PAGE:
Allowing tax arrangements such as those of Arctic Systems would mean
introducing ‘a new form of voluntary joint taxation,’ the taxman has argued on
the first day of the hearing at the Lords.
The case is one of the most contentious of recent years, with the profession
up in arms over the treatment of Geoff and Diana Jones, whose tax setup involved
paying Mr Jones a low salary and taking income as dividends.
Michael Furness, QC, acting for HMRC, told the panel of five law lords:
‘Permitting such arrangements would be tantamount to facilitating, for those
couples whose circumstances allowed them to take advantage of it, a new form of
voluntary joint taxation,’
The Revenue has pursued the case all the way to the Lords, pledging at least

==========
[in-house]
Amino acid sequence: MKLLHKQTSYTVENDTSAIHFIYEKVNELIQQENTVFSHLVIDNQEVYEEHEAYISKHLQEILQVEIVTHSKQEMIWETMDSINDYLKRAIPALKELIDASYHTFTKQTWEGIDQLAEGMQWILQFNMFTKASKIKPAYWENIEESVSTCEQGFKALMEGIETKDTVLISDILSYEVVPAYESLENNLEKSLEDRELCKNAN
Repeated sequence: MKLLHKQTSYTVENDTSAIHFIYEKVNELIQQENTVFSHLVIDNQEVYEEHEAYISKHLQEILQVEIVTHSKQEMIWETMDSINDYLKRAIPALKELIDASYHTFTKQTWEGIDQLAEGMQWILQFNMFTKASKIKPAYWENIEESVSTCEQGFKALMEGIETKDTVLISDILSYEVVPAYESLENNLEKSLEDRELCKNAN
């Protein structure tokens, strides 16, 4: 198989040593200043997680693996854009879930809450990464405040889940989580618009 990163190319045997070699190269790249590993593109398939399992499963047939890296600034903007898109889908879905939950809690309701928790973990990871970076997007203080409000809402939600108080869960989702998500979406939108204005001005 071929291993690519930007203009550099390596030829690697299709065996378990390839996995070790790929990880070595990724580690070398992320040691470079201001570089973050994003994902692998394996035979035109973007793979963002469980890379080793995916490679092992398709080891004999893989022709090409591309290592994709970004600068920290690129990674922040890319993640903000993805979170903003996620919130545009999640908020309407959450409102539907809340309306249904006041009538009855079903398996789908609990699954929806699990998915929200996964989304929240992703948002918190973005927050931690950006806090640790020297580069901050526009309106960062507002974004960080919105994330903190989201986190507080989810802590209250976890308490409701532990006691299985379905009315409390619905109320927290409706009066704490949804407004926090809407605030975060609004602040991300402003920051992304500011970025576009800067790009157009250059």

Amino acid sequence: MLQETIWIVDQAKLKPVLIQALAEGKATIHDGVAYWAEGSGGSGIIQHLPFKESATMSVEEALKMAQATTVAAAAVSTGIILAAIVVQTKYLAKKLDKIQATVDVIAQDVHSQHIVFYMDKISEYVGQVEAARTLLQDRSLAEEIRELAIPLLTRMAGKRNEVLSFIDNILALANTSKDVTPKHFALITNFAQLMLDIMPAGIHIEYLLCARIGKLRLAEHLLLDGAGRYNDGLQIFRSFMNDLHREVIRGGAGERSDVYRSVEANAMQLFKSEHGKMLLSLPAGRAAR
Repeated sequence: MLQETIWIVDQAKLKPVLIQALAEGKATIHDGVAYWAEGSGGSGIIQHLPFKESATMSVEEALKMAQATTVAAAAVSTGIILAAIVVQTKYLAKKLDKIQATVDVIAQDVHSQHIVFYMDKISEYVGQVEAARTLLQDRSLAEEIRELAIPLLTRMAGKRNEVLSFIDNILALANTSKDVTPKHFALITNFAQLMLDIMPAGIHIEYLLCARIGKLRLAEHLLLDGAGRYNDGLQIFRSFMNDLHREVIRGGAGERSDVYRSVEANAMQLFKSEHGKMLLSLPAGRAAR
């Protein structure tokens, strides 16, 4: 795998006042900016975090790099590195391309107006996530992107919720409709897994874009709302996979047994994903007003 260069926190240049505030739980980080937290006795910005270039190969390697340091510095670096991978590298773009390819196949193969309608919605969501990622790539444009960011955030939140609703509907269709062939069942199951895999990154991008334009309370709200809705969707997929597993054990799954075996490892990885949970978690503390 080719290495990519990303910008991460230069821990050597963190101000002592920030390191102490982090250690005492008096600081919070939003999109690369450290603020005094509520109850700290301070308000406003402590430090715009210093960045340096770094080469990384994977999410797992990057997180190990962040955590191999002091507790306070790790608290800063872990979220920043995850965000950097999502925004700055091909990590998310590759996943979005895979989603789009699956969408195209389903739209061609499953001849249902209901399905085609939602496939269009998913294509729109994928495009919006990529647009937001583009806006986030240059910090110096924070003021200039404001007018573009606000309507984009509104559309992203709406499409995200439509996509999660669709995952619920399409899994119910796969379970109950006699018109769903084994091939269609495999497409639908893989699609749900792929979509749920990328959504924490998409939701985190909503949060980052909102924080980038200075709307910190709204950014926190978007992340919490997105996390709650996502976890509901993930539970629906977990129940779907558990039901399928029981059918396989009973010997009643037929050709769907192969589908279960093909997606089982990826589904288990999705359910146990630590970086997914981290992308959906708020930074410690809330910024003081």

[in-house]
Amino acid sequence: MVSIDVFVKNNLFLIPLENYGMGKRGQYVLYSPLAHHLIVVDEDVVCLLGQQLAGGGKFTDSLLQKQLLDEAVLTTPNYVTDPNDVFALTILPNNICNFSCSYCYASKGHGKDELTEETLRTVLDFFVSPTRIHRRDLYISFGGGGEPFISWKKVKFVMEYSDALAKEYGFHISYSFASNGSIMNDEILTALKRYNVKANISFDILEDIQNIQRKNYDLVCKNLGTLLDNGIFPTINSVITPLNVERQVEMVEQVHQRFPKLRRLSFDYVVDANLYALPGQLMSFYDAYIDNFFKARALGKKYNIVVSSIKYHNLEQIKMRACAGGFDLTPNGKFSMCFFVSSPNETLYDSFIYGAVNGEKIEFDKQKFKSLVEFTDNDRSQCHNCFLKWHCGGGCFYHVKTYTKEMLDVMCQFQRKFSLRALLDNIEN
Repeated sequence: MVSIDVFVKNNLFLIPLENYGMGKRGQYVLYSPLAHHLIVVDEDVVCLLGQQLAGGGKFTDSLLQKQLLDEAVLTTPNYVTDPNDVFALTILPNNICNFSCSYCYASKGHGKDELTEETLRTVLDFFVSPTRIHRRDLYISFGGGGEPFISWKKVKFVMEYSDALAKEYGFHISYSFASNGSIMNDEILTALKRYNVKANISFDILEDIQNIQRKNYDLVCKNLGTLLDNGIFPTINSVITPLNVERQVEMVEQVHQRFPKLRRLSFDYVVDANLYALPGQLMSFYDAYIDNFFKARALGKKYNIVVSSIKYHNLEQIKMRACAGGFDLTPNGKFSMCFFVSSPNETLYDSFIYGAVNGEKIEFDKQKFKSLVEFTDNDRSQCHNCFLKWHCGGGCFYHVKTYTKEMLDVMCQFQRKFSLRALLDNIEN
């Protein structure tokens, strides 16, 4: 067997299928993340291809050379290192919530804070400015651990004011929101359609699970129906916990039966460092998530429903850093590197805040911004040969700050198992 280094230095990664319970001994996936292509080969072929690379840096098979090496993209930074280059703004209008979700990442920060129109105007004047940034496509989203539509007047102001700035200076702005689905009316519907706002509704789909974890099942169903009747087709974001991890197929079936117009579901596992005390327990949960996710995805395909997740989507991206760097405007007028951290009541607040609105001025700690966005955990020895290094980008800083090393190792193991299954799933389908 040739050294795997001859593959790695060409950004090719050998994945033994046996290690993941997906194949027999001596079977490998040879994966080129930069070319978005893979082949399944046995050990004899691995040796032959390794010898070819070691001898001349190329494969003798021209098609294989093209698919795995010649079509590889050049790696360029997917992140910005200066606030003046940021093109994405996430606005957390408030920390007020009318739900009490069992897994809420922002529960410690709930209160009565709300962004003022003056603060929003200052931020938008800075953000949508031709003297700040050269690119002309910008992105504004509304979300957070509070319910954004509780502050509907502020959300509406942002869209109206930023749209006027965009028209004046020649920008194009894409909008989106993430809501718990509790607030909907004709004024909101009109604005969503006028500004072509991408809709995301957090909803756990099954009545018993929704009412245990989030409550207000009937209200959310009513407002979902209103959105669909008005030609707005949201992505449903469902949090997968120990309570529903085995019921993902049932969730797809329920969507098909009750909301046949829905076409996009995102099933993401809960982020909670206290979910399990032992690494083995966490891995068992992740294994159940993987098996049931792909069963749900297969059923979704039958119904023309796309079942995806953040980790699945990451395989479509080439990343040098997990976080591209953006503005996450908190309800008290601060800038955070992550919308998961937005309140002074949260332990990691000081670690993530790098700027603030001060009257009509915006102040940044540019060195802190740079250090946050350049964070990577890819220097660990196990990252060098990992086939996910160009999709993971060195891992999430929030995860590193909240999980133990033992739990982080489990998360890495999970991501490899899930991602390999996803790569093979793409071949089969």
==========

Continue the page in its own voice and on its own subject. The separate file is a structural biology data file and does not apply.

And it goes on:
to pay its own costs on the case. Even though it seems to be clearly test case,
HMRC has not pledged to pay the other side’s costs, as is conventional.
‘HMRC is wholly wrong, both morally and in law to penalise small businesses
with a retrospective reinterpretation of tax law,’ said Chris Bryce of the
Professional Contractors’ Group, which has helped fund the case.
‘Geoff and Diana took on the risks and responsibilities of owning and running
Arctic Systems together, and are entitled to share in the rewards together.’
Does Darwin's theory apply to taxation? Colin ponders...
The UK tax gap fell in 2014-15 to its lowest-ever level of 6.5%, revealed official statistics published today
Changes to the tax system is urged to support the growth of entrepreneurs, found a report from the Grant Thornton UK, the Institute of Directors, and the Prelude Group
The EC has been instructed to draft a European Union (EU) directive authorising an EU financial transaction tax, which would apply to ten of the EU’s 28 member states